of March, for 5 days of urban insanity named Las Fallas.
But thats not
all of it. There is always some kind of fiesta in Valencia. The locals
love noise, spectacle and party. Fireworks and petards are kept in kitchen
cupboards for daily use here. You get an impression they spend the whole
year making costumes, spectacles, floats etc for all those colourful fiestas.
And there is always plenty of music if you like Spanish wind and percussion
they call Valencia the Vienna of Spain.
and colourful effigies (monuments, sculptures) get built from wood
and papier-mâché on the streets of Valencia, around
800 in total, some as high as 25-30 metres. They are usually satirical
or provocative in their content. The whole city dresses up into
traditional costumes and takes to the streets with music and warzone
level of fireworks. Paella is cooked all over the streets, the crowds
party until dawn and on the last day all those effigies get burned.
All this love for noise and party doesnt just stay in the traditional.
The Valencians are some of the most hardcore party animals in Spain and
the nightlife here is nationally famous, going well until dawn (and in
some places until lunchtime!). They say people here go out from Monday
to Sunday. There are myriads of bars, discos and night clubs, as well
as concerts and live music nights.
The culture doesnt stay in the traditional either. The City of Valencia
seems to be hell bent on not letting Valencia turn into another Benidorm.
More and more, Valencia gets to be in the circuit of world music, arts
and cultural events. There is always something going on here, a truly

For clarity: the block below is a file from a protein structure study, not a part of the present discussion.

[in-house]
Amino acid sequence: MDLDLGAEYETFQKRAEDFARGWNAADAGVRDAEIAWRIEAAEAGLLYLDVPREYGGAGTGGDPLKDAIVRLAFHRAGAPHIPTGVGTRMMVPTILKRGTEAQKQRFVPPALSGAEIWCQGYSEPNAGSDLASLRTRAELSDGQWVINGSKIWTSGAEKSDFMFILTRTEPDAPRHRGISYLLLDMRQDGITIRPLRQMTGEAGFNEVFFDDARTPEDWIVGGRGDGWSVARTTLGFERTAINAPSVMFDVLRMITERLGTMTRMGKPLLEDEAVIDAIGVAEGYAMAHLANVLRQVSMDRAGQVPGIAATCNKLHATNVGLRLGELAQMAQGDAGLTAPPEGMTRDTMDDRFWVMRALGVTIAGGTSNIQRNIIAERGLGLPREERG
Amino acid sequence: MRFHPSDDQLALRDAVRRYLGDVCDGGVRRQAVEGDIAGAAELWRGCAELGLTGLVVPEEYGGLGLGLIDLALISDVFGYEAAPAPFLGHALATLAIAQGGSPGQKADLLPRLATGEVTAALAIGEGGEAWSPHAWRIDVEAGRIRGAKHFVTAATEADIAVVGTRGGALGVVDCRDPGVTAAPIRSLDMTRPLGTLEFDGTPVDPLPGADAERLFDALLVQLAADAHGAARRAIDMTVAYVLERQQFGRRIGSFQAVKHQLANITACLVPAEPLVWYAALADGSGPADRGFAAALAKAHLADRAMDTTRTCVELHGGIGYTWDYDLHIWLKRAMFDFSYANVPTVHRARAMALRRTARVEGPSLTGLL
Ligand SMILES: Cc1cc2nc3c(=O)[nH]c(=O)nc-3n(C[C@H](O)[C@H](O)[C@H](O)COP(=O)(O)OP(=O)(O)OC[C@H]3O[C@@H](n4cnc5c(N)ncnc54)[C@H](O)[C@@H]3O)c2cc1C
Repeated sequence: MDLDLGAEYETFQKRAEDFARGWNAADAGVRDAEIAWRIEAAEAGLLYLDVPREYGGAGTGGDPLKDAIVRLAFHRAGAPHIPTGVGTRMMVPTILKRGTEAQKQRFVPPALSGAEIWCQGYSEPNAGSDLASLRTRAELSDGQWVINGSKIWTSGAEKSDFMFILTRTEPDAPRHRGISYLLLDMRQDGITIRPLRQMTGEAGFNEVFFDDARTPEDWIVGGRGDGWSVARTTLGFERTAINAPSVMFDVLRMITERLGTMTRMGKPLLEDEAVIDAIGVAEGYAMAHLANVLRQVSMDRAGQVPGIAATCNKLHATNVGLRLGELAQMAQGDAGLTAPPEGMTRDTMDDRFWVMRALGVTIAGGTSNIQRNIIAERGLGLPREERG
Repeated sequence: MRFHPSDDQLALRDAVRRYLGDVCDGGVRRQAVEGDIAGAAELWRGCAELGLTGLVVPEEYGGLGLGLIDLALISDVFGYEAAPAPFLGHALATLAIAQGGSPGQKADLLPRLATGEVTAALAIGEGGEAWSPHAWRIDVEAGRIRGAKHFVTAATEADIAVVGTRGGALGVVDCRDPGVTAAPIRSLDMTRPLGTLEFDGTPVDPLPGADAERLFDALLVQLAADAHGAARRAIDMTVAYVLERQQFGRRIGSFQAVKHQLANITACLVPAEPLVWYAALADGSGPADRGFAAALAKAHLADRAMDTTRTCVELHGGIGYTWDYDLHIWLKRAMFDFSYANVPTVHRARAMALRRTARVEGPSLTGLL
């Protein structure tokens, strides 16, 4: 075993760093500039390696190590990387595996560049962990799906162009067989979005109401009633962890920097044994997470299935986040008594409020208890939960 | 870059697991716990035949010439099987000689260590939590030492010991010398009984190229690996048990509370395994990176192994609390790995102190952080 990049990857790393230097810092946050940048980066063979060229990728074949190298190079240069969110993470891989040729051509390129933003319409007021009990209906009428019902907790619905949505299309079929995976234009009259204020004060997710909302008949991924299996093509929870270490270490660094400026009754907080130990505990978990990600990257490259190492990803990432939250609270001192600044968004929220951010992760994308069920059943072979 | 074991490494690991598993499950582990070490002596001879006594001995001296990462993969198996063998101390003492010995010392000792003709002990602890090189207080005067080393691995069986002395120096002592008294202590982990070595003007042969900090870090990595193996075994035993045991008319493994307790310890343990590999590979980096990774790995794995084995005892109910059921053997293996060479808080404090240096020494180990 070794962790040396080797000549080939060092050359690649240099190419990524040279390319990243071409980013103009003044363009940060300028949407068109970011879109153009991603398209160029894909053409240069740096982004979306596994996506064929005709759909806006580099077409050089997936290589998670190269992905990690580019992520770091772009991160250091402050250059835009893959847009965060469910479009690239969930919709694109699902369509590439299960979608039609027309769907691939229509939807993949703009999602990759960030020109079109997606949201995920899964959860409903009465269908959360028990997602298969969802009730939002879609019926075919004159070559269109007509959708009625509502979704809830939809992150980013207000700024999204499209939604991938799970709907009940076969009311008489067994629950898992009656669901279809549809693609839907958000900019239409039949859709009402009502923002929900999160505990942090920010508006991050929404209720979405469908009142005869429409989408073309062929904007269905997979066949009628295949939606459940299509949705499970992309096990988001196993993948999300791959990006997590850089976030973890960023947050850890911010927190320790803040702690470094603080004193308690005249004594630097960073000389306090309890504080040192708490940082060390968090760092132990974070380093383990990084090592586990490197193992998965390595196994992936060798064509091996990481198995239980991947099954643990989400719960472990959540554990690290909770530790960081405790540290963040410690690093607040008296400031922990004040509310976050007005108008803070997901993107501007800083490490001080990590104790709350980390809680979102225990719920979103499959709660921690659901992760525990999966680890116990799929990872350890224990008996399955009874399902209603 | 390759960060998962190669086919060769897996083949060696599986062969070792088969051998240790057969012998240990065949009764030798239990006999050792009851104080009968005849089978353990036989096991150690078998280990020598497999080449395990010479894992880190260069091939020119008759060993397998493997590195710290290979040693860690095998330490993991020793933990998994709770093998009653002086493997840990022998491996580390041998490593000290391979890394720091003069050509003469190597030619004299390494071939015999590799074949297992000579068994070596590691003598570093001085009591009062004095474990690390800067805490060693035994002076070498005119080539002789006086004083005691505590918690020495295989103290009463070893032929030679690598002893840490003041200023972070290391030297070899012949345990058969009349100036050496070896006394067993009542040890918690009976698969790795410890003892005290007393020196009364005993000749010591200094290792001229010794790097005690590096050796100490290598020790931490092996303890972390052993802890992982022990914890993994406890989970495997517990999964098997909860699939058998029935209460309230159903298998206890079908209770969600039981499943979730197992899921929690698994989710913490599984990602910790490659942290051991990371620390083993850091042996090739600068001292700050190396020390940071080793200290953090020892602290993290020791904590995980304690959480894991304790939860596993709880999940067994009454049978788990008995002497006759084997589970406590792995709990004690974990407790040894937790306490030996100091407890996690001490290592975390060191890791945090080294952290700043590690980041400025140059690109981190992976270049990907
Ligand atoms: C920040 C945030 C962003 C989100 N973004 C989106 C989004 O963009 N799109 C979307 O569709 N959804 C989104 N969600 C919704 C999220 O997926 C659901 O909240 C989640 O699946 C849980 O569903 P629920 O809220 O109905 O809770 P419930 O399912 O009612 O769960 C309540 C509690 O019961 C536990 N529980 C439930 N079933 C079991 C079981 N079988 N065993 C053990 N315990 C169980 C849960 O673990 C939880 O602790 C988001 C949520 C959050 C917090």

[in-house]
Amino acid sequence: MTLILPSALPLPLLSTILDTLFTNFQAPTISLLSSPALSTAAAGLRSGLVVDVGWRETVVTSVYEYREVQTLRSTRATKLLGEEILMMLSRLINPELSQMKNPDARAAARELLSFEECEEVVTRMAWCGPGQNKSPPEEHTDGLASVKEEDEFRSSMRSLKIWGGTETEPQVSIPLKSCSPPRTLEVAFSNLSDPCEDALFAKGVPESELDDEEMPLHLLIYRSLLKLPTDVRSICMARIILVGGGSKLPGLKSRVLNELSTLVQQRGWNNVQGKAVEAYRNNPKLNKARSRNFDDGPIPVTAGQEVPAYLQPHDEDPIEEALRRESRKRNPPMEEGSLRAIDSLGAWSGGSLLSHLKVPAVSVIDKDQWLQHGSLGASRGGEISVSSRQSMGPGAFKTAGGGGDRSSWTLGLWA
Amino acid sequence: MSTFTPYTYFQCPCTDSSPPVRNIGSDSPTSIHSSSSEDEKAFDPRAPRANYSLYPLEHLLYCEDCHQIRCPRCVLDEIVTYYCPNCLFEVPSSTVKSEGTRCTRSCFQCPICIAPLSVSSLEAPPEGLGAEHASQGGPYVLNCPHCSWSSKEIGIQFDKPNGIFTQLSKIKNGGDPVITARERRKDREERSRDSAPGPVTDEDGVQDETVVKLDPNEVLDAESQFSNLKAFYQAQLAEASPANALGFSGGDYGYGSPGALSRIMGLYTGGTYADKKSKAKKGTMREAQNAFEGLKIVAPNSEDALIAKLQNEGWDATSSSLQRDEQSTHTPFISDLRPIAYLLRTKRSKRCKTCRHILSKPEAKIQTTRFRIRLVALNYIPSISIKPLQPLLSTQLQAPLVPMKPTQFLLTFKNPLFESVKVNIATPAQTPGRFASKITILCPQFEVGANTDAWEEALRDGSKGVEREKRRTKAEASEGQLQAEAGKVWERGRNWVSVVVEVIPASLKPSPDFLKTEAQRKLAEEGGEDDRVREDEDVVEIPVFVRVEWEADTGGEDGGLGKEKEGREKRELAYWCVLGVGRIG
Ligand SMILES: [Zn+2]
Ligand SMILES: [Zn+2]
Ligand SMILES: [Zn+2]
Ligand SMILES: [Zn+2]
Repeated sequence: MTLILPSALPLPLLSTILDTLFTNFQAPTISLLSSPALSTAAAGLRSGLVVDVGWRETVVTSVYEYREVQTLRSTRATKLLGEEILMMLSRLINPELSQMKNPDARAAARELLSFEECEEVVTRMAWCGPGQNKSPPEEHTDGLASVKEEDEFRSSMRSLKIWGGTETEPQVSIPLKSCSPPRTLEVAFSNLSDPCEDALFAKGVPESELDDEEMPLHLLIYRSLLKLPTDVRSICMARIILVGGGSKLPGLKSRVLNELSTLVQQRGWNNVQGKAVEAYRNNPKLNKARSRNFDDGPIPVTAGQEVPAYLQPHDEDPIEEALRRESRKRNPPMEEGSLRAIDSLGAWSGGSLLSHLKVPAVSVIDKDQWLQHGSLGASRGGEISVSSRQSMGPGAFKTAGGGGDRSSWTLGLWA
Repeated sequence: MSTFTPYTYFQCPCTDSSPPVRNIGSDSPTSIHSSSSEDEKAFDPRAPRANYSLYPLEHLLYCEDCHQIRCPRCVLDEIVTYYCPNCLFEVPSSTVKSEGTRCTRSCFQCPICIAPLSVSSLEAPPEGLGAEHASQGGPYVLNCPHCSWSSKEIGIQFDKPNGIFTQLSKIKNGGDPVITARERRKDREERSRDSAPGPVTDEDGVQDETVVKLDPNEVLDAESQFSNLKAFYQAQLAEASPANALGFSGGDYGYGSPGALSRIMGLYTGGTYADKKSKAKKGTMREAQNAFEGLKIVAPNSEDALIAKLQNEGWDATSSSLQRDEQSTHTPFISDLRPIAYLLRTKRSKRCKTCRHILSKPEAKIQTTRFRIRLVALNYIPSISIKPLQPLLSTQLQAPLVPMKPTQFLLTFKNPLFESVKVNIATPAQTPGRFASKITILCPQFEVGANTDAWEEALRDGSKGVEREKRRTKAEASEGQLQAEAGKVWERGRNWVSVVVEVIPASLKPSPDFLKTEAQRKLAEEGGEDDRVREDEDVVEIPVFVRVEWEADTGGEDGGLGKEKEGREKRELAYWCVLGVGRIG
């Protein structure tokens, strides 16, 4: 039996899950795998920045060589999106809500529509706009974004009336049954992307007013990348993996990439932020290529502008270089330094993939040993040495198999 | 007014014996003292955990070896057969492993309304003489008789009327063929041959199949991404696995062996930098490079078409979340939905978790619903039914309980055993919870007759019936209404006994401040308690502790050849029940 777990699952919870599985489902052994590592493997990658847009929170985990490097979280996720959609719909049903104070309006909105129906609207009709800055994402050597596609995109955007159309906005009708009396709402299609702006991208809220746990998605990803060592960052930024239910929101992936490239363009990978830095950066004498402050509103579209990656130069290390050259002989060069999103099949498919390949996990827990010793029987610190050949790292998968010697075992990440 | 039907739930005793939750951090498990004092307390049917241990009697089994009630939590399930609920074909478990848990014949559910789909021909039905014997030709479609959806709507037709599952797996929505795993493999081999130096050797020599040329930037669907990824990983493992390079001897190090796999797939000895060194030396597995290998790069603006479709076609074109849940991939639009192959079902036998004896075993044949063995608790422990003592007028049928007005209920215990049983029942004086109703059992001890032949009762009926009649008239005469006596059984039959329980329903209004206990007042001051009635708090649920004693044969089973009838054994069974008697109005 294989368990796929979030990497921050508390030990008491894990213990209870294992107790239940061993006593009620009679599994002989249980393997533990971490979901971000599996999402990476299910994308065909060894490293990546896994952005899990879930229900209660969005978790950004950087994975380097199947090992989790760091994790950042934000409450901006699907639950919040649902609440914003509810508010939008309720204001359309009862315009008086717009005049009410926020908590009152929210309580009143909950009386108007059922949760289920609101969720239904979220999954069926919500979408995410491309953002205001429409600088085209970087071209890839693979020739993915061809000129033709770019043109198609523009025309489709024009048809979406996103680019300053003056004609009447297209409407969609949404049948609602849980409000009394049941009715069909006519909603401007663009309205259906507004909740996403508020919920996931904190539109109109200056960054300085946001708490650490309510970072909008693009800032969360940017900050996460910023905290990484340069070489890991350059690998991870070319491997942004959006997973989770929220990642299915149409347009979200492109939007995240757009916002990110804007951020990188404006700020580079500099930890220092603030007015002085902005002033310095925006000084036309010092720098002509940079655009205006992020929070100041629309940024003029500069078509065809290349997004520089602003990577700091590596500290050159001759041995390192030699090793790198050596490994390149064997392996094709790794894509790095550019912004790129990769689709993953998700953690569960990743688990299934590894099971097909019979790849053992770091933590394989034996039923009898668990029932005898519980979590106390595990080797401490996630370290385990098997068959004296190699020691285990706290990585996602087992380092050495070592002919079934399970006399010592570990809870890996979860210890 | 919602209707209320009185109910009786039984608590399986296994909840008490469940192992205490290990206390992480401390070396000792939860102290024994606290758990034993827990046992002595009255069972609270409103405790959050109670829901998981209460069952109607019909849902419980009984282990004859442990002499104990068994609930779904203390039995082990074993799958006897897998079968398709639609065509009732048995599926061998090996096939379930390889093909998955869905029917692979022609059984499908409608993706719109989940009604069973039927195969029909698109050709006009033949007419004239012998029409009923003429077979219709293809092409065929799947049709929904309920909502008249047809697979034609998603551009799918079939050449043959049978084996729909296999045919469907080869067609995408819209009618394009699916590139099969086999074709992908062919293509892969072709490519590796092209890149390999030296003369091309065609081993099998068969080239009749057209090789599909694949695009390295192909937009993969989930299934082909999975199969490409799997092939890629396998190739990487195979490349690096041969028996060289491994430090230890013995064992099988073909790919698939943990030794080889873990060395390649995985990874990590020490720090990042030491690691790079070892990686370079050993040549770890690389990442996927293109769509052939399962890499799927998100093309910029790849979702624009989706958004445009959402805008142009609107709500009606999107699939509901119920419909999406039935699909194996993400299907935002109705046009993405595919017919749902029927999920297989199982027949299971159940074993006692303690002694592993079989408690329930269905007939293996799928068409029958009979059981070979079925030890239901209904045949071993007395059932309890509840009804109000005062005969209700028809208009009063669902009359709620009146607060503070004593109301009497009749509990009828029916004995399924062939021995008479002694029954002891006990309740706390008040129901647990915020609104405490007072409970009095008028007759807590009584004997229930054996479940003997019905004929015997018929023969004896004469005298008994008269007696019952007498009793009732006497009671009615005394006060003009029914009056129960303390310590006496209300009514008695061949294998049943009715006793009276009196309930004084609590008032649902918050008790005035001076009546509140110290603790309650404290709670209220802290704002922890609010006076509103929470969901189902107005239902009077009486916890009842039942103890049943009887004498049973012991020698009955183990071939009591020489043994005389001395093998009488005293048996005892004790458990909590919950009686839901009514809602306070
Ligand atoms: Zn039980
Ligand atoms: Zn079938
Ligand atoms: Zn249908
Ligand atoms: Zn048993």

cosmopolitan and avante-guard spectrum of events. Add to it scores of
museums, theatres, art galleries, classical music venues resident in Valencia,
and you really dont have an excuse to be bored.
And yes, there is a beach, and its about the best city beach I have
ever seen. It might not be a deserted island, but it is large enough,
clean enough and lively enough, plus the climate is amazing, the water
is great and the sand is of top quality. Just to think that it is a mere
20 minutes from all the sightseeing and culture in the centre
right there on the beach you can have the famous Valencian cuisine. Paella
is a Valencian invention and here you can have the best of the best.
Yet with all of this, with all its buzz and ambition, and a million things
to offer, Valencia remains cosy and warm and friendly and laid back. The
people are still very welcoming and open, and the city injects a good
dose of tranquilliser into your veins as soon as you step off the plane.
They call Valencia "the biggest Spanish village". Quite extraordinary
and totally incomprehensible. Perhaps it might not last long. We will
have to see.
For now though, what else one could ask for from an urban destination?
For more information see http://www.valenciavalencia.com
Valencia Tourist Information- an independent resource on travelling in
all rights reserved - all comments are the writers' own responsibiltiy
- no liability accepted by hackwriters.com or affiliates.